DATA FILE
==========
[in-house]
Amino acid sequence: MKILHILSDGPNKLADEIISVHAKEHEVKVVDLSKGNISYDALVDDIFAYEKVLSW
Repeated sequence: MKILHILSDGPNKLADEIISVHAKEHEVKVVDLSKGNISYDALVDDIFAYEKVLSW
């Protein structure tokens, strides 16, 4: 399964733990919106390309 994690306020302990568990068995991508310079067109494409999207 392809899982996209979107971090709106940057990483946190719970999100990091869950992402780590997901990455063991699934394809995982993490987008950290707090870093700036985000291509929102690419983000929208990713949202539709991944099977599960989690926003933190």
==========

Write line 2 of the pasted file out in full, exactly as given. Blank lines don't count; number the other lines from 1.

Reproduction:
Amino acid sequence: MKILHILSDGPNKLADEIISVHAKEHEVKVVDLSKGNISYDALVDDIFAYEKVLSW